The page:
Known mostly for the allegedly haunted ‘Underground Church’, there’s really not much to Utopia. It’s a small, unincorporated town along the Ohio River in Clermont County. Anyway, the underground ruins are all anyone reading this cares about, so that’s what I’ll talk about.
The story I remember hearing about this place had to do with a cult and an underground church too close to the river. There was a flood and everyone drowned. It appears, from what I’ve read recently, that that’s partially true. There was a church too close to the river, but it doesn’t sound like it was the underground structure we are talking about here. Seems like that is just the basement of some long gone building.
So here’s a history of the little town of Utopia, stolen from Wikipedia, because, well, why not. But there’s also some pictures too, and those weren’t stolen, so I’ve got that going for me.
Utopia was founded in 1844 by the followers of Charles Fourier, after the failure of an earlier Fourierist phalanstère called the Clermont Phalanx. Fourier’s writings inspired his readers to create their own utopian society — hence the name “Utopia.”
Within three years, the community broke up. It was soon reorganized by Josiah Warren, who founded the town as a means of a small cooperative community that could still carry out functions like the outside world. For instance, the town existed with a market economy and the belief in owning private property.
The sect believed that the world would enter a 35,000-year-long period of peace, and that in order to achieve enlightenment, they must live in communes with one another. Fourier’s followers had attracted several families to live in Utopia for the fee of $25 a year, and in turn each family would receive a wooden house on a small parcel of land.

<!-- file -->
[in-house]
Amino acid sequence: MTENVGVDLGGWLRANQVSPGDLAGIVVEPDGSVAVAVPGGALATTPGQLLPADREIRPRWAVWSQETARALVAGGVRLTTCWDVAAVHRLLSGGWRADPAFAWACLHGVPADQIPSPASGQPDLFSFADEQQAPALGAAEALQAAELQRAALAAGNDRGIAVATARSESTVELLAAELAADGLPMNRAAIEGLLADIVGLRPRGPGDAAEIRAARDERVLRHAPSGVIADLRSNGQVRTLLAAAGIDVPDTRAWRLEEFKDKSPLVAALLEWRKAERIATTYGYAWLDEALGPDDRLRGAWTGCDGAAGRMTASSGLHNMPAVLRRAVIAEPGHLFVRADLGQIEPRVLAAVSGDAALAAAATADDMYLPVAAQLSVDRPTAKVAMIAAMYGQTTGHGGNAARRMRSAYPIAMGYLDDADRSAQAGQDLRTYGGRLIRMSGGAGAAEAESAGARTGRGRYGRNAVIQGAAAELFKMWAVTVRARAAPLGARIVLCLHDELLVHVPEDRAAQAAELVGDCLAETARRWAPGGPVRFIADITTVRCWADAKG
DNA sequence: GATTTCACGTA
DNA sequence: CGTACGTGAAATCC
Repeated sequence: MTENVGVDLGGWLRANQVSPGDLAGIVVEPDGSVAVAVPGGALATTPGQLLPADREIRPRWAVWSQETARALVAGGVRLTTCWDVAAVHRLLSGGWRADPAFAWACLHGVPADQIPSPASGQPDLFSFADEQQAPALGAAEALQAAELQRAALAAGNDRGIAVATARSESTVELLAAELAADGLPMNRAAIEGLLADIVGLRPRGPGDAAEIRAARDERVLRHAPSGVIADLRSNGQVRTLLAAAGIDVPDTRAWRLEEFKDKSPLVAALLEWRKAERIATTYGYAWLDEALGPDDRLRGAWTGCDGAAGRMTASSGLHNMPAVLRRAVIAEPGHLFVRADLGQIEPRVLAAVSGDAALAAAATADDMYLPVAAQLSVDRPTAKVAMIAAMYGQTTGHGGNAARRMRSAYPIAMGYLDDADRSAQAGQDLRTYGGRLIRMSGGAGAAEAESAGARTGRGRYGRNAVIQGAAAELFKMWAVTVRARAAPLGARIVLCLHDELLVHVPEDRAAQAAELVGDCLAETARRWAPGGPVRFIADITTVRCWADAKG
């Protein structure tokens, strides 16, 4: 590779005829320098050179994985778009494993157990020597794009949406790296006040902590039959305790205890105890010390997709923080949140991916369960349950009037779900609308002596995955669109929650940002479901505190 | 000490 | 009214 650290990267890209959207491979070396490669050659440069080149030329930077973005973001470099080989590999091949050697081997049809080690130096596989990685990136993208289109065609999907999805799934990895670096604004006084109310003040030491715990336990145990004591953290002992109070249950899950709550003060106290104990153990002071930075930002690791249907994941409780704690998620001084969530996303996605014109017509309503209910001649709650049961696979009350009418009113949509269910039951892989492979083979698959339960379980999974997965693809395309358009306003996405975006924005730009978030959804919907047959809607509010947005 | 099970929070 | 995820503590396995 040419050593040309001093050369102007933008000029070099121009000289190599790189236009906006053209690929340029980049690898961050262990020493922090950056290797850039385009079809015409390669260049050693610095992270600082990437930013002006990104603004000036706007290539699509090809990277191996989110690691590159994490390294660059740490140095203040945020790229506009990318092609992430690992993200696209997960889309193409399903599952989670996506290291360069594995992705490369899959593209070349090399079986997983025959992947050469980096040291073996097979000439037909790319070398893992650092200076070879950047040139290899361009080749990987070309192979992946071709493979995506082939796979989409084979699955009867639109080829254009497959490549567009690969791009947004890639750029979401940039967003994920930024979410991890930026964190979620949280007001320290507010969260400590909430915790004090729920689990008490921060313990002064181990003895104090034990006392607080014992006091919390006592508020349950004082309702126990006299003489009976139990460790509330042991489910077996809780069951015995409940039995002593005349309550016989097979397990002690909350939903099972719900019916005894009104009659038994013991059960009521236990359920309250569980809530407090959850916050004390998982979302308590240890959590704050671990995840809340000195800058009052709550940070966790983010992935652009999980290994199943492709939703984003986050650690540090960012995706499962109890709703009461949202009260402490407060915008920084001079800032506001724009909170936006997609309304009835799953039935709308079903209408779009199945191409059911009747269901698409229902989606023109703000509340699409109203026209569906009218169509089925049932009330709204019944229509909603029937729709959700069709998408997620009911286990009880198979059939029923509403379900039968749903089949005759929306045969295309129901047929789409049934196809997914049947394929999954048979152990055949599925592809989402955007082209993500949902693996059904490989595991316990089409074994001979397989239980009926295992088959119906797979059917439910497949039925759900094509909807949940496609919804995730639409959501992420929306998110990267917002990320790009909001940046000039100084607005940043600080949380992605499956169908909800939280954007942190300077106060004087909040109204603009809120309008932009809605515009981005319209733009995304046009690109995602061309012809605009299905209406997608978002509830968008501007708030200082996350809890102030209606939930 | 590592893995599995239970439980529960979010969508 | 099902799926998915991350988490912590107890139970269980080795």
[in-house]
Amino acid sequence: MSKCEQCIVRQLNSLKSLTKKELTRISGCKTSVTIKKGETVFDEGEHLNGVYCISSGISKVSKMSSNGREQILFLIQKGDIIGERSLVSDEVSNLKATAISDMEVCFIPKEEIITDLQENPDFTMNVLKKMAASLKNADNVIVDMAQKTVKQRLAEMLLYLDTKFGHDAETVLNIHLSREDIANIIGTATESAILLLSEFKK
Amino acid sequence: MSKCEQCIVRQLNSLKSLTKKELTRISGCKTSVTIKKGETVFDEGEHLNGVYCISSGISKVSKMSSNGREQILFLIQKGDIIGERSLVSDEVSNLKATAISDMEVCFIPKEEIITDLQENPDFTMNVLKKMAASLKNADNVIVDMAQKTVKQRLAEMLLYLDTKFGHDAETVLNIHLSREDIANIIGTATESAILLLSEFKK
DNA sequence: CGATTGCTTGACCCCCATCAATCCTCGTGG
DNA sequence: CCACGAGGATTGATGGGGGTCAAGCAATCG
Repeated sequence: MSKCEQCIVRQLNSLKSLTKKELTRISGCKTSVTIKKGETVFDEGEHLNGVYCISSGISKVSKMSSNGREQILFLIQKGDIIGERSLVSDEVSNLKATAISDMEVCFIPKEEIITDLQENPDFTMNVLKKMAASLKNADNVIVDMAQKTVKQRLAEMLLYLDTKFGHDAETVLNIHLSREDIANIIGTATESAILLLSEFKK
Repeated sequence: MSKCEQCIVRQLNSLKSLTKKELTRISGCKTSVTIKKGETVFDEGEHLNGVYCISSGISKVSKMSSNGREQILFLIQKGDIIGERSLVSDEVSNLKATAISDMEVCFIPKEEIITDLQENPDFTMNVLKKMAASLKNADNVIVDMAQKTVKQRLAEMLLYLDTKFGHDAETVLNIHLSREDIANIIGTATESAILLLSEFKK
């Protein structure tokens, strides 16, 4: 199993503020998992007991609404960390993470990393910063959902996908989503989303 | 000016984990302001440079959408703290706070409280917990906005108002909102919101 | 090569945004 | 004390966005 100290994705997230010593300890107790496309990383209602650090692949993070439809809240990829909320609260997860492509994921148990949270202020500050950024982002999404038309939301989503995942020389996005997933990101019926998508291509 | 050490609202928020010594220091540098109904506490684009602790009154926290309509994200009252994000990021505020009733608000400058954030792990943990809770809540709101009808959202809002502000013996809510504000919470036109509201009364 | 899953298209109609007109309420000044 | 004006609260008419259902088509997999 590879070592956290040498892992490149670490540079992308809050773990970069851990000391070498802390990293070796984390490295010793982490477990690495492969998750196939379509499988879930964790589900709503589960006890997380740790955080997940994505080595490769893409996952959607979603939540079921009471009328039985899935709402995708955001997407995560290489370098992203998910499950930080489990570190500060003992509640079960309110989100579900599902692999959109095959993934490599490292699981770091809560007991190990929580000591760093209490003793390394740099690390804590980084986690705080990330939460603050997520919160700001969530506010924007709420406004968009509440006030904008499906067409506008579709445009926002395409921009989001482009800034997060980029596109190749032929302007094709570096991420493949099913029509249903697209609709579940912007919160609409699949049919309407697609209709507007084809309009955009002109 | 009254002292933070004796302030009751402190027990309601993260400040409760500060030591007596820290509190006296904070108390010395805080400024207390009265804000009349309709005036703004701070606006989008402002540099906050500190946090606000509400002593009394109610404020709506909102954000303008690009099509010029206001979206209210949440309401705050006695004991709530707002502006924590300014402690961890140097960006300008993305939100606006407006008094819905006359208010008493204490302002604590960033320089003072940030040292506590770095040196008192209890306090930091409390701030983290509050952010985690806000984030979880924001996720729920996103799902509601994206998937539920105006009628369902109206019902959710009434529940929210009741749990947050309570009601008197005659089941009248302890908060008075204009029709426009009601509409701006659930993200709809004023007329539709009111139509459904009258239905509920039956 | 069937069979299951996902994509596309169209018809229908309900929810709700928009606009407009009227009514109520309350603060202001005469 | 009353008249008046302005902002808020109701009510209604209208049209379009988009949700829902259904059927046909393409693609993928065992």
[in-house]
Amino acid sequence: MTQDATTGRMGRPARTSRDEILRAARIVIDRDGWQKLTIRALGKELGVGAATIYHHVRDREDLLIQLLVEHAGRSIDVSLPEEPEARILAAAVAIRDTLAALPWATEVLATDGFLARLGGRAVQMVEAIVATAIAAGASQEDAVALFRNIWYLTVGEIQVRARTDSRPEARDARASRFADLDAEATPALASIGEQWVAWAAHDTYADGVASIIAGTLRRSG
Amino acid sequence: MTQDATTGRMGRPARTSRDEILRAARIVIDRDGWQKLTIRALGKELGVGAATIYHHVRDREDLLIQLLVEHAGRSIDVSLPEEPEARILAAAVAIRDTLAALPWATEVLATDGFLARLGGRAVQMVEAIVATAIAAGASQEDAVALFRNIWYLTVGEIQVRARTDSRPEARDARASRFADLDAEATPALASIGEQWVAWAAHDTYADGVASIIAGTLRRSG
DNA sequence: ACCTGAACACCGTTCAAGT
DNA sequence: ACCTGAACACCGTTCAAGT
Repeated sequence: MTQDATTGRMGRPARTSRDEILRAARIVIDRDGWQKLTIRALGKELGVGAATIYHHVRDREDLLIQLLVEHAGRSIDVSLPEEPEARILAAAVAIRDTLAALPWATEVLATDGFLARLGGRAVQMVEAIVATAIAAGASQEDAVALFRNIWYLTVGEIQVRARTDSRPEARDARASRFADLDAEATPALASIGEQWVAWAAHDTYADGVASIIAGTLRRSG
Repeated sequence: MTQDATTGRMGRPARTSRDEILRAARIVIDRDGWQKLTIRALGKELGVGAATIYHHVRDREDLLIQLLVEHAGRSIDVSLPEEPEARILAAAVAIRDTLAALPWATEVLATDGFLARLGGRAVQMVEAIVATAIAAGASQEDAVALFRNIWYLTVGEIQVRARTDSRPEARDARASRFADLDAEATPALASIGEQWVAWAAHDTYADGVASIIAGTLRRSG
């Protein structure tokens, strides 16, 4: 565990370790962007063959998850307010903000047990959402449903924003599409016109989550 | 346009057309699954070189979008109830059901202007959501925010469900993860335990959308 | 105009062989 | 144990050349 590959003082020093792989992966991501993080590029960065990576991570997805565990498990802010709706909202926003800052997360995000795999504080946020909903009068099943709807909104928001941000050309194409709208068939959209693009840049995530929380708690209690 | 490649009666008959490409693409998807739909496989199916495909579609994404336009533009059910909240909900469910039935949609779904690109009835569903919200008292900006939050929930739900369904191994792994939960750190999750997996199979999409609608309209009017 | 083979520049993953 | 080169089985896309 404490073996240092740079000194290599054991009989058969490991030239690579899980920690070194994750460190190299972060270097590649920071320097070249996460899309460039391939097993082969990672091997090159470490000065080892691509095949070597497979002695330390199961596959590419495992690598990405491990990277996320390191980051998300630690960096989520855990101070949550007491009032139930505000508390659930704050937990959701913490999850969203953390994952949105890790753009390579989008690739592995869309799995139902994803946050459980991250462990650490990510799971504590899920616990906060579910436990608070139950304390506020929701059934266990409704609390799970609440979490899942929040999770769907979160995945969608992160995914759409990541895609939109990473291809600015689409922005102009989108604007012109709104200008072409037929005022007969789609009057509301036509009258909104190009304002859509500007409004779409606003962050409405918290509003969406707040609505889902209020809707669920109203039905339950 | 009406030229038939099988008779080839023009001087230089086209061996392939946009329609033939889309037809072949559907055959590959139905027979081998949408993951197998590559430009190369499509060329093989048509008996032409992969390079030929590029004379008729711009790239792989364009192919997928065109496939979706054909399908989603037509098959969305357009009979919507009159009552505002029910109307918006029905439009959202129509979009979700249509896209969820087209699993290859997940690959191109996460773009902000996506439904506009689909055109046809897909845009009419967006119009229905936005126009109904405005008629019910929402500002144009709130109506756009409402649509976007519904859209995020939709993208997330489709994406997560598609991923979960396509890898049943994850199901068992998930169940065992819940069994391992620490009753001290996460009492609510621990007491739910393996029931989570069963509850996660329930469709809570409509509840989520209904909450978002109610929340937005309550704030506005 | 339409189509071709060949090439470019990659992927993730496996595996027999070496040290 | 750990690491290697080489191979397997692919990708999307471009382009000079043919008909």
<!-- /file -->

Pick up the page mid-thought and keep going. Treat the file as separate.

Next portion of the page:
The land that was owned by the sect was then sold to John O. Wattles, the leader of another group of Spiritualists. Despite the warnings of the locals, Wattles and the Spiritualists moved the dining hall/town hall brick by brick to the river’s edge. The move was completed in December 1847 mere days before one of the biggest floods of the 19th century.
Flood of 1847:
On the night of December 13, the Ohio River had flooded its banks dramatically and was getting dangerously close to the town hall. However, people were still seeking shelter in the hall because their houses were becoming flooded. During a party that was being held at the hall that evening, the river, many feet above flood stage, washed out the south wall of the building, sweeping out a large number of Spiritualists. Some who were swept away did survive, but most drowned or were overcome by hypothermia in the icy river.
The Second settlement:
The settlement was reorganized in 1847 as an individualist anarchist colony by Josiah Warren and associates. Personal invitation from the first settlers was required for admission to the community, with Warren reasoning that the most valuable individual liberty was “the liberty to choose our associates at all times.” Land was not owned communally, but individually, with lots being bought and sold at cost, as required by contractual arrangement. The economy of the community was a system based upon private property and a market economy where labor was the basis of exchange value (see mutualism). Goods and services were traded by the medium of labor notes. By the mid-1850s, the community eventually came to contain approximately forty buildings — about half of which were of an industrial nature. Also present were two time stores.
The impact of the Civil War, the rising prices of surrounding land that made expansion difficult, and the requirement of being invited by the original settlers are said to have led to the eventual dissolution of the project. However, as late as 1875, several of the original occupants remained, and some business in the area was still being conducted by labor notes. By that time, the area had come to be known as Smith’s Landing.
Warren left Utopia a year after its inception to lecture and assist in setting up other colonies. The most significant of these was Modern Times. However, he did return to visit occasionally. After his last visit in the winter of 1855-1856, he remarked:
My visit to that little germ of Equitable society, now eight and a half years old, has given me higher hopes and expectations than I had before dared to entertain. It is not the display that the little group of buildings makes to the eye… but knowing the means by which these… have been acquired, and seeing that there the subject of Equity has had eight years and six months deep study and practical trial, and that from the beginning… the subject had lost nothing with those who first took hold of it… but had gained… from year to year in their highest judgement and affectionate regard.
I guess it’s the ghosts of those drowned settlers that are supposed to be haunting the area. Last I heard, you could go check it out yourself on occasion, for a small donation. Google that and go have a look.